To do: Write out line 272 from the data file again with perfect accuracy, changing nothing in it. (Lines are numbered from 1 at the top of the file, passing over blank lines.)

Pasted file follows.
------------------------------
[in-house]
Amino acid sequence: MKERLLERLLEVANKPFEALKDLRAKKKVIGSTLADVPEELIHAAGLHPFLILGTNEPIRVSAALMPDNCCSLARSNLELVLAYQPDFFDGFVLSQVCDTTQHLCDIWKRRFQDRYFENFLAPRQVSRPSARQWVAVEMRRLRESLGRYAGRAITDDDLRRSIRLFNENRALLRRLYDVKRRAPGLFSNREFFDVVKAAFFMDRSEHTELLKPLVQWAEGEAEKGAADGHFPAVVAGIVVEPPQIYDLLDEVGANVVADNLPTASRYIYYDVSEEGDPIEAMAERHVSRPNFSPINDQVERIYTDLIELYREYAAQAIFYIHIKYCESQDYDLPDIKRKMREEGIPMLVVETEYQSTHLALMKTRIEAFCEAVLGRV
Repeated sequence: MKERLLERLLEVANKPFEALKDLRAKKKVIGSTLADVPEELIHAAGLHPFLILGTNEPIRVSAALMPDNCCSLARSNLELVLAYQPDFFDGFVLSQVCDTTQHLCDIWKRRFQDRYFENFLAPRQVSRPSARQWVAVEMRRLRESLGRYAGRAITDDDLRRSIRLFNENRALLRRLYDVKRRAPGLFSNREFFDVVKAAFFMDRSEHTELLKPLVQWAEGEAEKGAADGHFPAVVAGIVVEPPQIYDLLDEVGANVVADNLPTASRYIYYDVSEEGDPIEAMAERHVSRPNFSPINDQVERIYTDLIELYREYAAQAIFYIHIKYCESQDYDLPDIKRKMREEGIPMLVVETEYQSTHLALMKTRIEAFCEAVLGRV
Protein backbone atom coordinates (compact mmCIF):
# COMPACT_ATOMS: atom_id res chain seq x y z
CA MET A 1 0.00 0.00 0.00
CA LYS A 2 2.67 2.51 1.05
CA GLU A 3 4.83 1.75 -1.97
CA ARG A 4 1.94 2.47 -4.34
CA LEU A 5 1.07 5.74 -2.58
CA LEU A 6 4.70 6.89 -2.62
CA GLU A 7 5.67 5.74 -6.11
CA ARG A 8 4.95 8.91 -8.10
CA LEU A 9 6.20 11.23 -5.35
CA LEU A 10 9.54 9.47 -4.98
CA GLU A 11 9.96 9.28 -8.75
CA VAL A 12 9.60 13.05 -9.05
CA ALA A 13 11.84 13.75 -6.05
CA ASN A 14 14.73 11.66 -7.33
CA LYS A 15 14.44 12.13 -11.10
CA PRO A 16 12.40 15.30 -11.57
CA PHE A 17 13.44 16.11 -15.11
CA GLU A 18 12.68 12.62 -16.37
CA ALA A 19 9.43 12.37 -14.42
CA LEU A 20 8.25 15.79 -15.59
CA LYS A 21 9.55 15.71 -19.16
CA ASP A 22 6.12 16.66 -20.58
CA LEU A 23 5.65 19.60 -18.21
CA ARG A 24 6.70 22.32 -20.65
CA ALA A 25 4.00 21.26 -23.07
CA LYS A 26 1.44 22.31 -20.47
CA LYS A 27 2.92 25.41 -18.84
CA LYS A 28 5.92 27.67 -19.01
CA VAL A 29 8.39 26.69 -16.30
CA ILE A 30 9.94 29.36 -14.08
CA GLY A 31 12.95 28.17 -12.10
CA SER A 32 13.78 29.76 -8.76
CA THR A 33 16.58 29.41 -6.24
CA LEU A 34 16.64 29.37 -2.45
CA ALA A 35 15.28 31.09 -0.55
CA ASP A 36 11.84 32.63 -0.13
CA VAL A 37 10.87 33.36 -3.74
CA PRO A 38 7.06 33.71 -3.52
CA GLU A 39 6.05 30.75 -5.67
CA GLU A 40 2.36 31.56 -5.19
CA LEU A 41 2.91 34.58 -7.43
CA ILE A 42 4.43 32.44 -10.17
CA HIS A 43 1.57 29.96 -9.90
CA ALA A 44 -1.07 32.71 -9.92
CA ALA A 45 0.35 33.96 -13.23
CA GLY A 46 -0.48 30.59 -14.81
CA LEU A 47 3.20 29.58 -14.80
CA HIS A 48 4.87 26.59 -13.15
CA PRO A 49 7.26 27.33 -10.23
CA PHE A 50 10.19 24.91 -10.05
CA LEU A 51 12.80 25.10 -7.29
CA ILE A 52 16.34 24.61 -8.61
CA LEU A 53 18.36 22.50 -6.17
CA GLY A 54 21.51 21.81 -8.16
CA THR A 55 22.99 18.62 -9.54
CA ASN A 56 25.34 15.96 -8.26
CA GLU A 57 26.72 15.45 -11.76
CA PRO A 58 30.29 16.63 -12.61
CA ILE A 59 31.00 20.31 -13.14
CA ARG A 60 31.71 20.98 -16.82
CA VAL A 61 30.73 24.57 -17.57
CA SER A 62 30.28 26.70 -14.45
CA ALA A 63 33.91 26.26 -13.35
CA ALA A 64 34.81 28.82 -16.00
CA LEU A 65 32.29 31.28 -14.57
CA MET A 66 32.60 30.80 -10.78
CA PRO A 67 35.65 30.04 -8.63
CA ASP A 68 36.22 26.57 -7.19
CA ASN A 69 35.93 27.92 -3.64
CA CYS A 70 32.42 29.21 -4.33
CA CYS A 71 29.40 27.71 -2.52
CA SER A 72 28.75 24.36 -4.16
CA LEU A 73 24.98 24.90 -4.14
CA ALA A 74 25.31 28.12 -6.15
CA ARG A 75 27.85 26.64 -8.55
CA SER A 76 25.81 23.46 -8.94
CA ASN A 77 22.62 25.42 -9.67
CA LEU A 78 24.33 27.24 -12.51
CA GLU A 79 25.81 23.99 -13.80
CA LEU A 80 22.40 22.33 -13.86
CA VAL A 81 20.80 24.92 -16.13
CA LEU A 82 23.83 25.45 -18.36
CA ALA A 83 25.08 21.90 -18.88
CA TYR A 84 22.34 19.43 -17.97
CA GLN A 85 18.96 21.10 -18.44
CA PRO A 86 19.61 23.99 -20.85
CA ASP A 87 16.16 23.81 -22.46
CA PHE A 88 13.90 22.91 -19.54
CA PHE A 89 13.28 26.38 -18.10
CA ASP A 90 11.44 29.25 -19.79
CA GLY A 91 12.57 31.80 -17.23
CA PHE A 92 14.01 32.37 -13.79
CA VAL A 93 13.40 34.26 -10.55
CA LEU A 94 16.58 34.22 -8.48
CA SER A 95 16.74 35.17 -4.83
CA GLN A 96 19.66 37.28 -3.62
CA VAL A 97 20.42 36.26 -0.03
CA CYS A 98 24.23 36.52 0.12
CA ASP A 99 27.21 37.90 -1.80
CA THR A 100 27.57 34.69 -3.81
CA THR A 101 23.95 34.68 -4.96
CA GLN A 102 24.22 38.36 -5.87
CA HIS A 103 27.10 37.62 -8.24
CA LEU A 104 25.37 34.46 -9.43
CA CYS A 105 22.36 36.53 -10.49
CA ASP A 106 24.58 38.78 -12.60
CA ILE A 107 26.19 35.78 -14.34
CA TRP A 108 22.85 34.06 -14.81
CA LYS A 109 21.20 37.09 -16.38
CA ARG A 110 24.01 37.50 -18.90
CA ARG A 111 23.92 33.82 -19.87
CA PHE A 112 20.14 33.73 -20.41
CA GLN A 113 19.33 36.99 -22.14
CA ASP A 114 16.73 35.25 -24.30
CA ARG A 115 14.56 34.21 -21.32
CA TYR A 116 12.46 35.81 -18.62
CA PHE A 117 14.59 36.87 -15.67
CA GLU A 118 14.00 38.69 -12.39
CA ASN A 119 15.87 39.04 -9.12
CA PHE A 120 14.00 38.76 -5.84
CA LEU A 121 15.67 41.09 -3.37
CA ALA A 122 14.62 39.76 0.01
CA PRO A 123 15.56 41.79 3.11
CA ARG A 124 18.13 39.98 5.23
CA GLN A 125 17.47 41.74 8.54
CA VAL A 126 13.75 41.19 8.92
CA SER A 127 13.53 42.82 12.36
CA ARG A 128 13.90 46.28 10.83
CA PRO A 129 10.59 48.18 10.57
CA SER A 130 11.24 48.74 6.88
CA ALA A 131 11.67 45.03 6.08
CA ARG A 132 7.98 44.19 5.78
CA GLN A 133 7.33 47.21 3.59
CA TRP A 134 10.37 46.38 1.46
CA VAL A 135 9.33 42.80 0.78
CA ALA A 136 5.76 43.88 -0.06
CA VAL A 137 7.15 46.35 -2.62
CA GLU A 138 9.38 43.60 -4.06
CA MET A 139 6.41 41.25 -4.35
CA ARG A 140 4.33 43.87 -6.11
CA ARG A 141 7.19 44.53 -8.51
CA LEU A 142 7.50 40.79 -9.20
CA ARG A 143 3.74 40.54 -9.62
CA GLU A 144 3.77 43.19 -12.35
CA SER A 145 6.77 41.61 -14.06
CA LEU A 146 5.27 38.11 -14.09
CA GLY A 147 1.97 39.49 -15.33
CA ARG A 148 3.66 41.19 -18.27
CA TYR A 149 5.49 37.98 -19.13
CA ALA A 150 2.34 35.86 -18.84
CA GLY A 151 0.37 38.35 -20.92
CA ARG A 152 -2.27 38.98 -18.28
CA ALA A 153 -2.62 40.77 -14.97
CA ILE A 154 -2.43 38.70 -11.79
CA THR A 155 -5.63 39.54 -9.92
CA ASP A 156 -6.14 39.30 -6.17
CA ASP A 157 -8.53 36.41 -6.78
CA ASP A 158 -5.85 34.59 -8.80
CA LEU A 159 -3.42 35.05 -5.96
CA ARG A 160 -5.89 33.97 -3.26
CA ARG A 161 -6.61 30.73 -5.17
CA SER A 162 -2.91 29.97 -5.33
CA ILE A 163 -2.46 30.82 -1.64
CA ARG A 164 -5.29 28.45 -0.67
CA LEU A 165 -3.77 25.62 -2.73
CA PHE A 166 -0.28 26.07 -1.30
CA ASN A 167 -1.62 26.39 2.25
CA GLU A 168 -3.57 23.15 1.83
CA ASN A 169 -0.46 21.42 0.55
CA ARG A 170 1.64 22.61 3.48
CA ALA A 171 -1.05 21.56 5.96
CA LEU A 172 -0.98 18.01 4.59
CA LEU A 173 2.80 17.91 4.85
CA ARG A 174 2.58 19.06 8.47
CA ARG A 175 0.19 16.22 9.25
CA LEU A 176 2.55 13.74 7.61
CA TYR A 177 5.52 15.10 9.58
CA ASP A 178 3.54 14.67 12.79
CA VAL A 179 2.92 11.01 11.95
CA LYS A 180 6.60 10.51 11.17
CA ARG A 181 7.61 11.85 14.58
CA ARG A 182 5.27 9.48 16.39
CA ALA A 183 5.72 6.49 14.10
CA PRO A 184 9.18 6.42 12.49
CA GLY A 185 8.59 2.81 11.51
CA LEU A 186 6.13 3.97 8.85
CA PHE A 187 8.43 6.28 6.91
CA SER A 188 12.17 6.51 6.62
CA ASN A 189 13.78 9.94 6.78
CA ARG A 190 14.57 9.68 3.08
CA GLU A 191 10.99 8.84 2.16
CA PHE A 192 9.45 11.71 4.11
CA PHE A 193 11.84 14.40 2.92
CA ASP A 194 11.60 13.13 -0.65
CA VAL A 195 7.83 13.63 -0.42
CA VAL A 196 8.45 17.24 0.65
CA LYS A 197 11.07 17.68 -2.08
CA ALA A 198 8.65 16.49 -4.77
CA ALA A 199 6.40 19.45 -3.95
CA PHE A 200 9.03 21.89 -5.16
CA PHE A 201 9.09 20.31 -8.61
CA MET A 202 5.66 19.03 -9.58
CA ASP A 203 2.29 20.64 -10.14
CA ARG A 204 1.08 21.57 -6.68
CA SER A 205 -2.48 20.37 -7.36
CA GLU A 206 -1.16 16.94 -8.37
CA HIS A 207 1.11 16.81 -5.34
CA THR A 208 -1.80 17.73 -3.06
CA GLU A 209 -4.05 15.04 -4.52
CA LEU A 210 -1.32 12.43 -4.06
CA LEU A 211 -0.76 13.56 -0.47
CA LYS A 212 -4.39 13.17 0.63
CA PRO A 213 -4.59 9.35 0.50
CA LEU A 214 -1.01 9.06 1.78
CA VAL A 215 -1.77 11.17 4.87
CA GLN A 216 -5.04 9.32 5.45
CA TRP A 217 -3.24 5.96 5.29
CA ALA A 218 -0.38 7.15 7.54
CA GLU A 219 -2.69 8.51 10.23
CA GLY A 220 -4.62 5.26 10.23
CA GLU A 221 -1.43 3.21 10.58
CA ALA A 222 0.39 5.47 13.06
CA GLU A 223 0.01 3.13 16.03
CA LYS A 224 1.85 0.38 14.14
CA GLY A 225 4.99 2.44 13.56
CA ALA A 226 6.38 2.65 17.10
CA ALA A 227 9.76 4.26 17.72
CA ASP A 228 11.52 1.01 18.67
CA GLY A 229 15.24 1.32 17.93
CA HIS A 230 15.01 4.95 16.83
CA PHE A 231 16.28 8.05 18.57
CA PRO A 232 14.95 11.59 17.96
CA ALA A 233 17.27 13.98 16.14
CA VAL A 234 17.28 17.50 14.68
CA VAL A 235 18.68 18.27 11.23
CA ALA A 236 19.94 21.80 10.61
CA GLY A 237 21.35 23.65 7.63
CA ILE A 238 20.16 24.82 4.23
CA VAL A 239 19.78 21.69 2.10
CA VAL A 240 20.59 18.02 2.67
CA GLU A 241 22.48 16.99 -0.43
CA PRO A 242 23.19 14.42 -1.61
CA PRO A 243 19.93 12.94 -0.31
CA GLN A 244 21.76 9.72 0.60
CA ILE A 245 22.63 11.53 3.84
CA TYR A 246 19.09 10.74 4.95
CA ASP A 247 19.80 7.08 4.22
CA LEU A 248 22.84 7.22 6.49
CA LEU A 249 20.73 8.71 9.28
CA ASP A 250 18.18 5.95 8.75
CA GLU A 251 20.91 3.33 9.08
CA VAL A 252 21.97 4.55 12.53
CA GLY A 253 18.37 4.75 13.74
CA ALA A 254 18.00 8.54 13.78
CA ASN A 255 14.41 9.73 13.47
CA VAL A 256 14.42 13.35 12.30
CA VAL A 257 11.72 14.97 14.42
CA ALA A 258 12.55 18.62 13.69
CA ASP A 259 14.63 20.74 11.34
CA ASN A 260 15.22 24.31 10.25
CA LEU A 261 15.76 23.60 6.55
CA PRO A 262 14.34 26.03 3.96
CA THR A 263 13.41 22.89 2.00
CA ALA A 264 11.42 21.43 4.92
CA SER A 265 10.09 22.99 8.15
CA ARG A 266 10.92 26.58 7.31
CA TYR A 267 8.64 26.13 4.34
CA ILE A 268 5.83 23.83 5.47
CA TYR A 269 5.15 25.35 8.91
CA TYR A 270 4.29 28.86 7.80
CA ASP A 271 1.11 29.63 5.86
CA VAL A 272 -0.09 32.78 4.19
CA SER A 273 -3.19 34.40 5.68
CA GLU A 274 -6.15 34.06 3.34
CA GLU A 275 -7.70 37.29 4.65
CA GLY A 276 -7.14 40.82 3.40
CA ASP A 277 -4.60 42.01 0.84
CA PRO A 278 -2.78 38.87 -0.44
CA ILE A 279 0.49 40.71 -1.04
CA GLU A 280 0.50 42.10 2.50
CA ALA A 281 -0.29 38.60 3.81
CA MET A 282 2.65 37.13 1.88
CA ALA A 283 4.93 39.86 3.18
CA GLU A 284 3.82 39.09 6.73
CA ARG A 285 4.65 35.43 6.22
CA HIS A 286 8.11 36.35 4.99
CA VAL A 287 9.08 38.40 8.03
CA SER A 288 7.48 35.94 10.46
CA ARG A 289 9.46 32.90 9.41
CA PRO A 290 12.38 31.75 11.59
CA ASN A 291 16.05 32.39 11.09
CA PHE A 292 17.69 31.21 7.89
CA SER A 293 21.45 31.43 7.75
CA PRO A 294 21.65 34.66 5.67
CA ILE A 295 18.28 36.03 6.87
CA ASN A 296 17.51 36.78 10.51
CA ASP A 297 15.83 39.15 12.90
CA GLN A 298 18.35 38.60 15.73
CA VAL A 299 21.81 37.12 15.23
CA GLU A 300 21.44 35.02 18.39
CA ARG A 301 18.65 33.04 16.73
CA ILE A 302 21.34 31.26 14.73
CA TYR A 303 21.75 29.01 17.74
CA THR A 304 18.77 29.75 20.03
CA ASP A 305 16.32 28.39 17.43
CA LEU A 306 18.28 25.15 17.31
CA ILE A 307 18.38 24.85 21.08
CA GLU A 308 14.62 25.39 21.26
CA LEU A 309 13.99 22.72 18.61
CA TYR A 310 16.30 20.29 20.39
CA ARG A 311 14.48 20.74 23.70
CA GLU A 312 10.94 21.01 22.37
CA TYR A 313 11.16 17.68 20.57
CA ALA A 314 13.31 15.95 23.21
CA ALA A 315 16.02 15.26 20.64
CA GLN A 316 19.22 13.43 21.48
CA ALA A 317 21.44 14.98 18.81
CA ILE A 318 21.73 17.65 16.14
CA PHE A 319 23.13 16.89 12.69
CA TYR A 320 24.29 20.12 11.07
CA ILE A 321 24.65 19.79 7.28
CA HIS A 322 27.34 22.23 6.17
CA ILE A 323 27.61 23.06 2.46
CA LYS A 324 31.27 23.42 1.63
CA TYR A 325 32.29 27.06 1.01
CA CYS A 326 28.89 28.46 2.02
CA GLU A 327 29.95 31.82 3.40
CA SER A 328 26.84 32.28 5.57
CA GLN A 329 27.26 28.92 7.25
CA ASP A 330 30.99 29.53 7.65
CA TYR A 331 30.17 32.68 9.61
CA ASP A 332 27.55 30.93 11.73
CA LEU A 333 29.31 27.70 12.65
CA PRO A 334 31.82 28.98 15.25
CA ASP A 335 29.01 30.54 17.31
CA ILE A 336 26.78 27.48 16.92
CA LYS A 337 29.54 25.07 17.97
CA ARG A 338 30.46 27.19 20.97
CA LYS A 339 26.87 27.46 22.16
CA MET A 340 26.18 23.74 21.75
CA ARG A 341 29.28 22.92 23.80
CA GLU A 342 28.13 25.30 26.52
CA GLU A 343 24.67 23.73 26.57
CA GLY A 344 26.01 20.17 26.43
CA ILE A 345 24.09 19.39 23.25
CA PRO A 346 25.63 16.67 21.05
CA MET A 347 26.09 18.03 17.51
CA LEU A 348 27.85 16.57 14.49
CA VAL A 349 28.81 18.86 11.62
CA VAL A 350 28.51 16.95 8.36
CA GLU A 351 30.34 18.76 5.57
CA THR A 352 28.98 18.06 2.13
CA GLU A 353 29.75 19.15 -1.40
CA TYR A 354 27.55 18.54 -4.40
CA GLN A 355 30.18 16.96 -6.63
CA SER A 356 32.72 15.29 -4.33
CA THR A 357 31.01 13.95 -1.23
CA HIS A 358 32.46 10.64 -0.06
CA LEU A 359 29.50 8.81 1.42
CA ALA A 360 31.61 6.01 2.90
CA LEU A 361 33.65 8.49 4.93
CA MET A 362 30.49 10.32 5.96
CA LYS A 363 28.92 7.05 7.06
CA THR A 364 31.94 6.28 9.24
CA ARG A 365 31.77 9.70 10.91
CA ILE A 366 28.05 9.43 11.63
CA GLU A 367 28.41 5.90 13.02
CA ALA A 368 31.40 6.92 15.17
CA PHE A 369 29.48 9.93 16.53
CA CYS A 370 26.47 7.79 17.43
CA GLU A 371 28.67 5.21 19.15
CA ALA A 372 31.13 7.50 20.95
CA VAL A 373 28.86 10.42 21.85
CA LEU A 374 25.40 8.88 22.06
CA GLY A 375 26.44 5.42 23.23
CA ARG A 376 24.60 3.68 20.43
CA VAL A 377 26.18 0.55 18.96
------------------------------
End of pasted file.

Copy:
CA TYR A 267 8.64 26.13 4.34